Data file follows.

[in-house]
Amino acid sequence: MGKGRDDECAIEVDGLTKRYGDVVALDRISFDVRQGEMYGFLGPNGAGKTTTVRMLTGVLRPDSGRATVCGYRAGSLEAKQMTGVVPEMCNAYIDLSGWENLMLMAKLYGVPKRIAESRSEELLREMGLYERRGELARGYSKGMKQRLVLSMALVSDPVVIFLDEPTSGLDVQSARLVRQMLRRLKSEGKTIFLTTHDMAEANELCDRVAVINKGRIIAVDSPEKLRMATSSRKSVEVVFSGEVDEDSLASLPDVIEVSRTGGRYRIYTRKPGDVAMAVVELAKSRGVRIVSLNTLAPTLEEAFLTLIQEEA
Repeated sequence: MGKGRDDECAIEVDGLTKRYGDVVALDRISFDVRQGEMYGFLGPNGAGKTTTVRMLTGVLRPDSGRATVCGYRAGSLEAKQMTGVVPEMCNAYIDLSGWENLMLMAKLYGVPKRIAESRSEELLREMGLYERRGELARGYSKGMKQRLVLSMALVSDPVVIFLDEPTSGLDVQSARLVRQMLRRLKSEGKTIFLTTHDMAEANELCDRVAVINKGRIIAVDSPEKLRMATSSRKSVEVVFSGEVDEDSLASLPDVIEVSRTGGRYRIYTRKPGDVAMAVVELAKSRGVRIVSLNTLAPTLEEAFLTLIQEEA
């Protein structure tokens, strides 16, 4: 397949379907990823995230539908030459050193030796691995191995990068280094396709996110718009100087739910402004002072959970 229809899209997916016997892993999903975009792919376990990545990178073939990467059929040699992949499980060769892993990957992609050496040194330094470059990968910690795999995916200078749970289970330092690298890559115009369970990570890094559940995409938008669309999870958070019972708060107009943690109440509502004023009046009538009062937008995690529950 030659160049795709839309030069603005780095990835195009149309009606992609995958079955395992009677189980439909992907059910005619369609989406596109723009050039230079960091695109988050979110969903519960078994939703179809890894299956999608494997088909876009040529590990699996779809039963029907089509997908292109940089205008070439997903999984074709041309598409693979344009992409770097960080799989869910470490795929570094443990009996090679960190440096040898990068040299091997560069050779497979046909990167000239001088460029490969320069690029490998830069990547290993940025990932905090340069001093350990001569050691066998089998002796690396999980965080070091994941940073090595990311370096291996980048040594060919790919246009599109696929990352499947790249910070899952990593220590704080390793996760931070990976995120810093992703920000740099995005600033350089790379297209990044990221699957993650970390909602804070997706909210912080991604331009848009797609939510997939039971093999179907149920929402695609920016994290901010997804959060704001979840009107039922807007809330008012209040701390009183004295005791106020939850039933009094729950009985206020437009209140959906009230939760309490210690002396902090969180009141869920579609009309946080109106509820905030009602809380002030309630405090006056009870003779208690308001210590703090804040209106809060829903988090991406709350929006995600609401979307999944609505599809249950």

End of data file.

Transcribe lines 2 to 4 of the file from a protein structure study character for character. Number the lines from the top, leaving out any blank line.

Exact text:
Amino acid sequence: MGKGRDDECAIEVDGLTKRYGDVVALDRISFDVRQGEMYGFLGPNGAGKTTTVRMLTGVLRPDSGRATVCGYRAGSLEAKQMTGVVPEMCNAYIDLSGWENLMLMAKLYGVPKRIAESRSEELLREMGLYERRGELARGYSKGMKQRLVLSMALVSDPVVIFLDEPTSGLDVQSARLVRQMLRRLKSEGKTIFLTTHDMAEANELCDRVAVINKGRIIAVDSPEKLRMATSSRKSVEVVFSGEVDEDSLASLPDVIEVSRTGGRYRIYTRKPGDVAMAVVELAKSRGVRIVSLNTLAPTLEEAFLTLIQEEA
Repeated sequence: MGKGRDDECAIEVDGLTKRYGDVVALDRISFDVRQGEMYGFLGPNGAGKTTTVRMLTGVLRPDSGRATVCGYRAGSLEAKQMTGVVPEMCNAYIDLSGWENLMLMAKLYGVPKRIAESRSEELLREMGLYERRGELARGYSKGMKQRLVLSMALVSDPVVIFLDEPTSGLDVQSARLVRQMLRRLKSEGKTIFLTTHDMAEANELCDRVAVINKGRIIAVDSPEKLRMATSSRKSVEVVFSGEVDEDSLASLPDVIEVSRTGGRYRIYTRKPGDVAMAVVELAKSRGVRIVSLNTLAPTLEEAFLTLIQEEA
């Protein structure tokens, strides 16, 4: 397949379907990823995230539908030459050193030796691995191995990068280094396709996110718009100087739910402004002072959970 229809899209997916016997892993999903975009792919376990990545990178073939990467059929040699992949499980060769892993990957992609050496040194330094470059990968910690795999995916200078749970289970330092690298890559115009369970990570890094559940995409938008669309999870958070019972708060107009943690109440509502004023009046009538009062937008995690529950 030659160049795709839309030069603005780095990835195009149309009606992609995958079955395992009677189980439909992907059910005619369609989406596109723009050039230079960091695109988050979110969903519960078994939703179809890894299956999608494997088909876009040529590990699996779809039963029907089509997908292109940089205008070439997903999984074709041309598409693979344009992409770097960080799989869910470490795929570094443990009996090679960190440096040898990068040299091997560069050779497979046909990167000239001088460029490969320069690029490998830069990547290993940025990932905090340069001093350990001569050691066998089998002796690396999980965080070091994941940073090595990311370096291996980048040594060919790919246009599109696929990352499947790249910070899952990593220590704080390793996760931070990976995120810093992703920000740099995005600033350089790379297209990044990221699957993650970390909602804070997706909210912080991604331009848009797609939510997939039971093999179907149920929402695609920016994290901010997804959060704001979840009107039922807007809330008012209040701390009183004295005791106020939850039933009094729950009985206020437009209140959906009230939760309490210690002396902090969180009141869920579609009309946080109106509820905030009602809380002030309630405090006056009870003779208690308001210590703090804040209106809060829903988090991406709350929006995600609401979307999944609505599809249950």